Q/A and some unanswered questions for WiFi and web server topics

I am just starting up on an Arduino WiFi server endeavor. I wonder if there are some resources I can read or borrow code from in order to construct my own web server with forms. I know this one but it is too simple:


I am using forms as a web interface for my Arduino data collection system. I wonder if there are any resources I can read to understand this process and avoid common pitfalls. Here is my share of experience for anyone interested in reading:

I met a few difficulties while expanding from serving a simple page to serving forms and getting parameter and value from the forms. Here are some:

  1. I am using firefox as client. If I have an input field and there is a space before the value -2.5 like “(space)-2.5” then firefox sends value=±2.5, which messes up the server (weak error handling). I eventually added code to first limit the length of input and then strip off any + before converting to number and strip off any space before embedding the value to the web page. This has stopped some problems. Update: the true answer is URI encoding. Since the parameters are put on URI with form GET command, values have to be a-z, 0-9, -, and a few other symbols only. All other symbols need to be encoded, such as (space) replaces ‘+’ etc.
    Percent-encoding - Wikipedia

  2. I also have some trouble keeping track where all the double quotations are. I now use firefow->view source to check for mistakes with the web page my arduino server sends. It also might be beneficial to use sprintf so any HTML tags with embedded values will be a complete message instead of several pieces:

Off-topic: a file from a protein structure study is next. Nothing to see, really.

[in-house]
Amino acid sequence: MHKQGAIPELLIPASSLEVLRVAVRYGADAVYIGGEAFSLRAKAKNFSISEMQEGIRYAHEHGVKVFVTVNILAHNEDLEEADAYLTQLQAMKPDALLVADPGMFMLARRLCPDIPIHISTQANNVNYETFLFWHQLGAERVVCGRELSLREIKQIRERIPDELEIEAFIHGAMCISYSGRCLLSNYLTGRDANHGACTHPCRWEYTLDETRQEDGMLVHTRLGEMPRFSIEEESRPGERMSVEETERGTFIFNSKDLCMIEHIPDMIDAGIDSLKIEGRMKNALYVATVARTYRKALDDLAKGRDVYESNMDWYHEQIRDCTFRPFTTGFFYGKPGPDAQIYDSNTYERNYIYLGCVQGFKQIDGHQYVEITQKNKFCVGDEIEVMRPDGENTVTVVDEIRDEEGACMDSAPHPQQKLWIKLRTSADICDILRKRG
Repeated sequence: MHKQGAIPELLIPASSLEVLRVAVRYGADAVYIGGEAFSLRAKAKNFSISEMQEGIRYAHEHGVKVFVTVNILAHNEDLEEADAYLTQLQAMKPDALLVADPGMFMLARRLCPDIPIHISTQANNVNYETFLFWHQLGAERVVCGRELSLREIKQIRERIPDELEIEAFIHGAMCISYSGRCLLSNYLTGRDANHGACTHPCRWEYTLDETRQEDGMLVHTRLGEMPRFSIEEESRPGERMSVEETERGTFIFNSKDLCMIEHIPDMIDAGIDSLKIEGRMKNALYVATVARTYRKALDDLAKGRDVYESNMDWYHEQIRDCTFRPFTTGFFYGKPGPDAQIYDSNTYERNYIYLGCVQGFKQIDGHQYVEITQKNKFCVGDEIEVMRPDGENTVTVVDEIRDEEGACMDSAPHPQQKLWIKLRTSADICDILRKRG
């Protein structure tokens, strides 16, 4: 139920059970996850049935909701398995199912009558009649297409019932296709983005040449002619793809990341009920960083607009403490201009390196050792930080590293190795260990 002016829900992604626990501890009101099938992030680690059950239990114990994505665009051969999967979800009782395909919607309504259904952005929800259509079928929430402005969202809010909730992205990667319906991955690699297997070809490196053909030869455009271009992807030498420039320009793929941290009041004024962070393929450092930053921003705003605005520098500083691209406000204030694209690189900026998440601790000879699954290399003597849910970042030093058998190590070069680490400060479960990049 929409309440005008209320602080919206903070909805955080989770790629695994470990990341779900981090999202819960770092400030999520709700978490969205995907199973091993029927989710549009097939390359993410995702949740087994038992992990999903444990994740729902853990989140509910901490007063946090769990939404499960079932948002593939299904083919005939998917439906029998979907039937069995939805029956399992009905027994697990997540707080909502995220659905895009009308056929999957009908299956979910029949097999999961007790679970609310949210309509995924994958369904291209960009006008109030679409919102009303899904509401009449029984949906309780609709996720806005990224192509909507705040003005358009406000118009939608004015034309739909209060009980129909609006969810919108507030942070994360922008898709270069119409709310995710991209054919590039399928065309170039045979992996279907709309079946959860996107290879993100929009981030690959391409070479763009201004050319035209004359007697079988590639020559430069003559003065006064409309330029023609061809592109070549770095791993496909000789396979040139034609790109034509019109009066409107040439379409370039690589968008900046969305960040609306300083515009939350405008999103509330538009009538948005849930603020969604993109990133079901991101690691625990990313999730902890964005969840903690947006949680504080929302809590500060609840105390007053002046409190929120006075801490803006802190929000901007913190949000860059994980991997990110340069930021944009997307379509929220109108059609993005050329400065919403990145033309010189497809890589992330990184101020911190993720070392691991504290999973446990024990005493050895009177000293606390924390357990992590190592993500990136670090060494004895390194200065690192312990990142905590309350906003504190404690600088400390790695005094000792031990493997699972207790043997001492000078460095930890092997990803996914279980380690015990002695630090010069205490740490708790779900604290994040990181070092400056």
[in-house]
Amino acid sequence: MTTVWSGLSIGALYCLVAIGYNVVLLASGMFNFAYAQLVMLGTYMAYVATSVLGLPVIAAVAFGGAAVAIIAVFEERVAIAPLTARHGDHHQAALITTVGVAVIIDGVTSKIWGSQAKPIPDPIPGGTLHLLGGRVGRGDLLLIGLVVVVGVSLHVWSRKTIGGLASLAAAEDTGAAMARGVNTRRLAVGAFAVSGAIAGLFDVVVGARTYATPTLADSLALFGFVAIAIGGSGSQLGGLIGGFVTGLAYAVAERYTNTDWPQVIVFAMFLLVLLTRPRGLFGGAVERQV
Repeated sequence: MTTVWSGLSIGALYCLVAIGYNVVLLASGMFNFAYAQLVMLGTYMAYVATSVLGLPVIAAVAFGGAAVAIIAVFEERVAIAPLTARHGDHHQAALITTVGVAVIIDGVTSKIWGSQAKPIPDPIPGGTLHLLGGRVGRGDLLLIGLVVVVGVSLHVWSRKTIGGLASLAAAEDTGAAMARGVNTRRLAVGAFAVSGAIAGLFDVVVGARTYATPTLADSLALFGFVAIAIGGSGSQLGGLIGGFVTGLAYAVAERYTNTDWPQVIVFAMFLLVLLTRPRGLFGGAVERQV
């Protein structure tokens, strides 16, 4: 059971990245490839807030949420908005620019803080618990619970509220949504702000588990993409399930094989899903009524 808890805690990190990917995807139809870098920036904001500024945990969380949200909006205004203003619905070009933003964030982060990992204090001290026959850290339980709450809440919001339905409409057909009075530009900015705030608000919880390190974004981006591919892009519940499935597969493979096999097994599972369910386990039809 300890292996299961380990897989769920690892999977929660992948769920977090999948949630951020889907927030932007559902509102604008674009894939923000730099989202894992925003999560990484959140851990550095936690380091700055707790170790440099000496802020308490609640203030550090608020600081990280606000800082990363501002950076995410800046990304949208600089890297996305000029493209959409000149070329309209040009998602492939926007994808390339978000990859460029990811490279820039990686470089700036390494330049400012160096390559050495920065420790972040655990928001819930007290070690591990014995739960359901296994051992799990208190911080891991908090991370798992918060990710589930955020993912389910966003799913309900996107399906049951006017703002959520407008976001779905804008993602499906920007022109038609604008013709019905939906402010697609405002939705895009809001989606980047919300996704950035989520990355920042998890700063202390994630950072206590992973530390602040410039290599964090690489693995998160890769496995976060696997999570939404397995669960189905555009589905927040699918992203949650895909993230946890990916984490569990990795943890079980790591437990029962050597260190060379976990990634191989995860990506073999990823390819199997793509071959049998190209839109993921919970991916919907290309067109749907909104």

char buffer[128];
sprintf(buffer, "Set temperature: <input type=\"text\" name=\"Temp\" value=\"%d\" maxlength=\"%d\">", temperature, maxlength)

Instead of:

client.print("Set temperature: <input type=\"text\" name=\"Temp\" value=\"");
client.print("\" maxlength=\"");
  1. Make sure each client.print prints a string not longer than around 90 bytes. Otherwise the string is not sent to the client. Here is my other post about this topic:
    My WiFi shield version is R3 and I have not updated its firmware.

  2. WiFi shield renewing IP address - I read my wireless router’s log. It seems like the WiFi shield is renewing its IP address every few hours (I could be wrong). If you have a wireless router, read its log. I’m more than glad to hear from you regarding IP address renewals, which is essential to staying connected for long periods of time.

  3. “wifi shield not present” - I have some trouble starting the wifi shield as others pointed out but my programming jumper is already removed. I had to reset multiple times and couldn’t pin down how this happened. I suspect it is timing issue, how long arduino takes to reset and how long wifi takes to reset. I’ll try some delays and update this post if I find a pattern of fail to find wifi shield and how to fix it.
    Here is some tentative solution to “wifi shield not present” problem: Instead of if (wWiFi.status()==Wl_NO-SHIELD), use a time out with delay to test the shield for up to 30 seconds:

  unsigned long start=millis();
  while (WiFi.status() == WL_NO_SHIELD) 
    if ((millis()-start)>30000)
      Serial.println("WiFi shield not present"); 
      // don't continue:

This seems to have worked every single time (no more problems).